It is the fastest-growing asset manager you’ve probably never heard of. Affiliated Managers Group, with some $638bn of assets to its name, is at the vanguard of a new trend of investing in other money managers, most notably those that run hedge funds. Over the past decade, AMG has grown from nothing to rank on a par with the world’s top 20 fund managers. Its share price has risen 20 per cent over the past year and, over five years, it is up 188 per cent — double the rate of the S&P 500.
Now, the group is planning to expand in Europe and increase the share of assets it allocates to European money managers from the current 25 per cent. As of next month chief executive Sean Healey will split his time between London and the US.
AMG is not alone. Legg Mason, Bank of New York Mellon, Old Mutual, Principal Global Investors and a clutch of other companies have similar operations. Most of them are in rapid growth mode. But are these “managers of managers” effectively parasites or useful intermediaries?
So far, with investors examining all ways of eking out better yields, the general view is positive.
The hunger for yield is helping most fund managers. BlackRock, the world’s biggest, now has $4.8tn of assets under management, an increase of 8 per cent year on year. However, the appeal of the “multi-boutiques” can be even greater. Shares in OM Asset Management — Old Mutual’s US arm, which has just this remit — have risen 37 per cent since the business was floated last autumn. BlackRock shares are up 14 per cent over the same period.
Such firms are taking over the role that banks and insurance companies have played in recent years. Under pressure from post-crisis regulations — such as the US Volcker rule that limits banks’ ownership of hedge funds — Morgan Stanley has been exploring a sale of its 19 per cent stake in UK hedge fund Lansdowne Partners. AMG is among a handful of potential buyers. Similarly, Deutsche Bank is selling its 17.5 per cent stake in Arrowgrass Capital Partners, Highbridge has been seeking a buyout from JPMorgan and Swiss Re may sell its 15 per cent stake in Brevan Howard.
True to form, one bank that appears an outlier with its commitment to the multi-boutique strategy, is Goldman Sachs. By structuring its investments via third-party Petershill private equity funds, it avoids the proscriptions of the Volcker rule. After a decent, if patchy, record with Petershill I, Goldman is now raising $1bn for Petershill II and has already bought stakes in a few managers including Caxton Associates.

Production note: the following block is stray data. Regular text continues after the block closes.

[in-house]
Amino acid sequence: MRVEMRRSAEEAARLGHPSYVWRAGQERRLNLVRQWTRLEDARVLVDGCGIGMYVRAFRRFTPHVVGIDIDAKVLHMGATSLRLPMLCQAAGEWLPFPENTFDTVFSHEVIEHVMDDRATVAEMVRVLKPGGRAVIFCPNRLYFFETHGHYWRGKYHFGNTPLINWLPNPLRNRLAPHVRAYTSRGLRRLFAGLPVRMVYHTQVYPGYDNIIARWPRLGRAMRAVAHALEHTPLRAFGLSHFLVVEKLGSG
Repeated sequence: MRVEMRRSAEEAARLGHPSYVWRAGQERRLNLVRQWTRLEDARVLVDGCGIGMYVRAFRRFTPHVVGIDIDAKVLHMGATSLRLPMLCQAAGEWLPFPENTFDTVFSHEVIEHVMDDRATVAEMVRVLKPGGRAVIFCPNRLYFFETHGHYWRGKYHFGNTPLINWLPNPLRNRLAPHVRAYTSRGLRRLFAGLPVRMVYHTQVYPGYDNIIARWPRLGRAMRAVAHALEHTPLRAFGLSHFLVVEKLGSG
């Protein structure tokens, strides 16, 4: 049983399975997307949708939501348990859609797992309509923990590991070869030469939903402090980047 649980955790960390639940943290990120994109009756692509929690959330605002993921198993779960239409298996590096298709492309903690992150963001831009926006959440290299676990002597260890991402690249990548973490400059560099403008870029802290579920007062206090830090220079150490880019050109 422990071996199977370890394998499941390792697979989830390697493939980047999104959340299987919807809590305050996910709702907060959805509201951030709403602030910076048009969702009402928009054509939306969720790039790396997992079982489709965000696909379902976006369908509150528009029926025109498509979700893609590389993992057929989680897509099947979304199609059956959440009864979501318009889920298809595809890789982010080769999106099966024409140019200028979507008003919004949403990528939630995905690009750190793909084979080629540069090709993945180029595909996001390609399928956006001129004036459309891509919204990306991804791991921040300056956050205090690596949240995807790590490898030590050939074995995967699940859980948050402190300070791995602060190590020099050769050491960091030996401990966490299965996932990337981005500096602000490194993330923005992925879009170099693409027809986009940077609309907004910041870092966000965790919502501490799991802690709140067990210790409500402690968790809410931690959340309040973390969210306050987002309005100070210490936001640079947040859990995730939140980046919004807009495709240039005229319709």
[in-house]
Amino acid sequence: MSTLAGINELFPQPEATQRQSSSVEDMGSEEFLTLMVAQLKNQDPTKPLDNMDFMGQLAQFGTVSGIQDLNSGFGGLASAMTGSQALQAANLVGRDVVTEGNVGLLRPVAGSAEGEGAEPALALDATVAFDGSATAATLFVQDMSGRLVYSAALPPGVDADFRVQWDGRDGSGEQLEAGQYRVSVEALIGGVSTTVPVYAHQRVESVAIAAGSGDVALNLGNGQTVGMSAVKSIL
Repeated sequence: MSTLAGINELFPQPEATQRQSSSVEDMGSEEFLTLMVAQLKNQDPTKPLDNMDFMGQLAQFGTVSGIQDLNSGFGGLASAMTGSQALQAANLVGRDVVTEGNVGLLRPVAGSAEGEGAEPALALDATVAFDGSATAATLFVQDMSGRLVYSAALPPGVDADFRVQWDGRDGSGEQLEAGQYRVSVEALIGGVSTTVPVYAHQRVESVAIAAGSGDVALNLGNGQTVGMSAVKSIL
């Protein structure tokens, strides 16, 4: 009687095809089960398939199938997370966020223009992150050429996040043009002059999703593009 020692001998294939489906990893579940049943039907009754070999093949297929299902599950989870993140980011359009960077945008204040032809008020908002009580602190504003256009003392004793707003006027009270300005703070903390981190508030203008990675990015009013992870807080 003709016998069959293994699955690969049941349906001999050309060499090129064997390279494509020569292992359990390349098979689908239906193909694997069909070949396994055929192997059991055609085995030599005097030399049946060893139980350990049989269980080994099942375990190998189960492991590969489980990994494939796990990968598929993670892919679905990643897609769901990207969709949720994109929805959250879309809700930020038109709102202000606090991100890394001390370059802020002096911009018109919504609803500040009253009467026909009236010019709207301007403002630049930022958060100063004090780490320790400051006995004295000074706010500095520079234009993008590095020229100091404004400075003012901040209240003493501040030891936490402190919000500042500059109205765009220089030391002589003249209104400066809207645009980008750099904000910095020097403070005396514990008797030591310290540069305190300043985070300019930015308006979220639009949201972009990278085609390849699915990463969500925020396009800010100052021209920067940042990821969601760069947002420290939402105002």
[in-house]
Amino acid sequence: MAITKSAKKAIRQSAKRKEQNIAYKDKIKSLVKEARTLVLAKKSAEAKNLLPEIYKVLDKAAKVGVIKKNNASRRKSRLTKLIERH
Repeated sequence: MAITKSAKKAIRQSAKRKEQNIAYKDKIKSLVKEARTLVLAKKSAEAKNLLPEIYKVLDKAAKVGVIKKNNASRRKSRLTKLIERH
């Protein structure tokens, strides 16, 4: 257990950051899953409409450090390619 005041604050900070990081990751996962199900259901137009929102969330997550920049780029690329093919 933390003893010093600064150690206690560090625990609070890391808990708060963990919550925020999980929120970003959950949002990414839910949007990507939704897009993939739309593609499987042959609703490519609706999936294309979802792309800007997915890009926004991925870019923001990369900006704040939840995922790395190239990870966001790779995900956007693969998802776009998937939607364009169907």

The growing appeal of such stakes comes even as hedge funds’ own performance has attracted criticism. Last year, the industry as a whole returned an average of 3 per cent — less than a quarter of the total return of the S&P 500. Some of the world’s largest pension funds, such as Calpers in the US and PFZW in the Netherlands, have announced plans to axe their hedge fund holdings altogether, criticising their returns, manager pay and fees.
But if the standard “2 and 20” fee structure — a 2 per cent annual management fee plus a 20 per cent slice of investment gains — is off-putting for some investors, it is a draw for those taking stakes in the funds themselves. AMG and OM get some of the diversification benefits of hedge funds of funds (which invest in other hedge funds) but with a steady stream of income and far less of the investment risk.
From the hedge funds’ point of view, investment from these multi-boutiques brings two obvious pluses. First, it helps them manage the often delicate process of succession. Thanks to the valuation and equity injection that come with an outside investment, it becomes easier for a founding team of managers to pass the reins to the next generation. Second, it can help with distribution and back-office functions. The hedge fund wins a new outlet to market, plus a partner who may take on some of the bureaucracy that might otherwise distract its crack investment team.
Judging by the stock market performance of the listed multi-boutique vehicles, this formula is a winning one. Some are reckoned to trade at a premium of about 40 per cent to the value of their underlying funds. The big question is how sustainable it is for an asset manager (the multi-boutique firm) to invest in asset managers (the hedge funds) that in turn manage the money of asset managers (the pension funds) on behalf of individuals. Investment performance has to be good to offset one set of fees, let alone three.
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